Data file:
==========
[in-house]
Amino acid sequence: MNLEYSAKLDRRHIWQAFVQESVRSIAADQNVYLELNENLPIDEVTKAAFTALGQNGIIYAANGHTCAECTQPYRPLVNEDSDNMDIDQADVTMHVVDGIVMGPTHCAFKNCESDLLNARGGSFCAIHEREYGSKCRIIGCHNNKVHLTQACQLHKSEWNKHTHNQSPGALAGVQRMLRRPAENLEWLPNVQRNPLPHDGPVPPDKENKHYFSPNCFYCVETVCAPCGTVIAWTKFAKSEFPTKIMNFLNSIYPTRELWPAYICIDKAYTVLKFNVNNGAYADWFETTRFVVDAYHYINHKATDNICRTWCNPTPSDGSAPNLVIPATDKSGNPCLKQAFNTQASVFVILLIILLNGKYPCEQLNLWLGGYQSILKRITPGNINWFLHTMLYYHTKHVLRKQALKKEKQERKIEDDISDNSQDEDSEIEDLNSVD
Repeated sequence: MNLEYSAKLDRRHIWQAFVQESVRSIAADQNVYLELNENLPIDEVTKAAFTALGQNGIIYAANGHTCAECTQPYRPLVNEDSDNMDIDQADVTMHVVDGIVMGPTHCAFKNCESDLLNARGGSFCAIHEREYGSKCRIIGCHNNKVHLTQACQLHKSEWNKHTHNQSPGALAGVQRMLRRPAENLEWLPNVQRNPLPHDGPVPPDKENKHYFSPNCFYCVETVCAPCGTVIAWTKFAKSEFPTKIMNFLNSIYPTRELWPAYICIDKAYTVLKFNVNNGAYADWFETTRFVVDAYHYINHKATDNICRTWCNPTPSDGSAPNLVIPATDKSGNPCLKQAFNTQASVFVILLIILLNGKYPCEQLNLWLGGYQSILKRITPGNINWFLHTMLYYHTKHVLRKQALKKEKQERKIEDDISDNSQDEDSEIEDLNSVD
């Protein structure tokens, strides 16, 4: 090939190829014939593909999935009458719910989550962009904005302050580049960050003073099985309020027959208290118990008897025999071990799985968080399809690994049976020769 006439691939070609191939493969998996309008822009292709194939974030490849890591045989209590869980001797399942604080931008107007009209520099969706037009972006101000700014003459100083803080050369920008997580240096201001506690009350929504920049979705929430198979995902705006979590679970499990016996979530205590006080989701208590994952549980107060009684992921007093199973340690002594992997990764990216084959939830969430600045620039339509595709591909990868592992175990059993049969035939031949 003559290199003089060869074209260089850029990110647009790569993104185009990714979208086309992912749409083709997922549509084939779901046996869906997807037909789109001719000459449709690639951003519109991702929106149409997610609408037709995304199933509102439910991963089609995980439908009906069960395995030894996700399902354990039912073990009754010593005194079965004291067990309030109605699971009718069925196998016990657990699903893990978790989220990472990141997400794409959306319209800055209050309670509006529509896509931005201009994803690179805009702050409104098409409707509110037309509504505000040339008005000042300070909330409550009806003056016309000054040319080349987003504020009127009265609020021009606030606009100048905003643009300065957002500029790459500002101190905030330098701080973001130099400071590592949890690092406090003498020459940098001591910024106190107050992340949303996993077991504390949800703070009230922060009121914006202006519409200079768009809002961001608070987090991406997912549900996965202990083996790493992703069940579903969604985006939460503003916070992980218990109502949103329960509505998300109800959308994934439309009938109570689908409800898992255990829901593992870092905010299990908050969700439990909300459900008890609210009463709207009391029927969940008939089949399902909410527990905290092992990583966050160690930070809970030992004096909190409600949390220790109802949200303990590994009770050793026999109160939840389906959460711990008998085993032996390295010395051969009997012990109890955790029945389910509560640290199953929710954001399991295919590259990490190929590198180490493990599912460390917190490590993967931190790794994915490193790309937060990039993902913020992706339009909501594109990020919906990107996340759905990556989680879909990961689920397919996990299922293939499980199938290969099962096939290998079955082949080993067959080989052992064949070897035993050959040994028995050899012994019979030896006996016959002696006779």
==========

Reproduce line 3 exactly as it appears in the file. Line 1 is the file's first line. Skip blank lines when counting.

Repeated sequence: MNLEYSAKLDRRHIWQAFVQESVRSIAADQNVYLELNENLPIDEVTKAAFTALGQNGIIYAANGHTCAECTQPYRPLVNEDSDNMDIDQADVTMHVVDGIVMGPTHCAFKNCESDLLNARGGSFCAIHEREYGSKCRIIGCHNNKVHLTQACQLHKSEWNKHTHNQSPGALAGVQRMLRRPAENLEWLPNVQRNPLPHDGPVPPDKENKHYFSPNCFYCVETVCAPCGTVIAWTKFAKSEFPTKIMNFLNSIYPTRELWPAYICIDKAYTVLKFNVNNGAYADWFETTRFVVDAYHYINHKATDNICRTWCNPTPSDGSAPNLVIPATDKSGNPCLKQAFNTQASVFVILLIILLNGKYPCEQLNLWLGGYQSILKRITPGNINWFLHTMLYYHTKHVLRKQALKKEKQERKIEDDISDNSQDEDSEIEDLNSVD